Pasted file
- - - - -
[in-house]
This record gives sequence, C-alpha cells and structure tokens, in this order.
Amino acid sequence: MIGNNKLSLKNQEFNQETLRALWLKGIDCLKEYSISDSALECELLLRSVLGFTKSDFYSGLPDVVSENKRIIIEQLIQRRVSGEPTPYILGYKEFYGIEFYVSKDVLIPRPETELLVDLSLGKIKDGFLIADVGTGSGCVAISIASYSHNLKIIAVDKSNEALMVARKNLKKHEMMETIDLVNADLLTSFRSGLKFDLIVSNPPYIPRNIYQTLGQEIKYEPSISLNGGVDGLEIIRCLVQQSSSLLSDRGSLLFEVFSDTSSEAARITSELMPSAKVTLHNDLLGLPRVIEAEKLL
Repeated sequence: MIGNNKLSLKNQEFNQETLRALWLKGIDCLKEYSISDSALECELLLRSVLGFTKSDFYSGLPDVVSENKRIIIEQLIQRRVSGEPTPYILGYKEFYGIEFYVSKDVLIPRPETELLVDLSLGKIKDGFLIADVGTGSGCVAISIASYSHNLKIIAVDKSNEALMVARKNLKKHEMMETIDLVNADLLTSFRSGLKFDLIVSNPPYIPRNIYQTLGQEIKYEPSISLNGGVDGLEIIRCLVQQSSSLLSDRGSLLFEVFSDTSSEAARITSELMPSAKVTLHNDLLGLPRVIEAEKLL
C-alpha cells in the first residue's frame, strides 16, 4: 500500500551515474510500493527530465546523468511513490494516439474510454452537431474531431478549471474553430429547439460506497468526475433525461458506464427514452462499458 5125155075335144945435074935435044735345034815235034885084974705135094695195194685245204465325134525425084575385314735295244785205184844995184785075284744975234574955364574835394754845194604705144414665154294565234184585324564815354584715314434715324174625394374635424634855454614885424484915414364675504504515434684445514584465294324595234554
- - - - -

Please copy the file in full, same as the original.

[in-house]
This record gives sequence, C-alpha cells and structure tokens, in this order.
Amino acid sequence: MIGNNKLSLKNQEFNQETLRALWLKGIDCLKEYSISDSALECELLLRSVLGFTKSDFYSGLPDVVSENKRIIIEQLIQRRVSGEPTPYILGYKEFYGIEFYVSKDVLIPRPETELLVDLSLGKIKDGFLIADVGTGSGCVAISIASYSHNLKIIAVDKSNEALMVARKNLKKHEMMETIDLVNADLLTSFRSGLKFDLIVSNPPYIPRNIYQTLGQEIKYEPSISLNGGVDGLEIIRCLVQQSSSLLSDRGSLLFEVFSDTSSEAARITSELMPSAKVTLHNDLLGLPRVIEAEKLL
Repeated sequence: MIGNNKLSLKNQEFNQETLRALWLKGIDCLKEYSISDSALECELLLRSVLGFTKSDFYSGLPDVVSENKRIIIEQLIQRRVSGEPTPYILGYKEFYGIEFYVSKDVLIPRPETELLVDLSLGKIKDGFLIADVGTGSGCVAISIASYSHNLKIIAVDKSNEALMVARKNLKKHEMMETIDLVNADLLTSFRSGLKFDLIVSNPPYIPRNIYQTLGQEIKYEPSISLNGGVDGLEIIRCLVQQSSSLLSDRGSLLFEVFSDTSSEAARITSELMPSAKVTLHNDLLGLPRVIEAEKLL
C-alpha cells in the first residue's frame, strides 16, 4: 500500500551515474510500493527530465546523468511513490494516439474510454452537431474531431478549471474553430429547439460506497468526475433525461458506464427514452462499458 5125155075335144945435074935435044735345034815235034885084974705135094695195194685245204465325134525425084575385314735295244785205184844995184785075284744975234574955364574835394754845194604705144414665154294565234184585324564815354584715314434715324174625394374635424634855454614885424484915414364675504504515434684445514584465294324595234554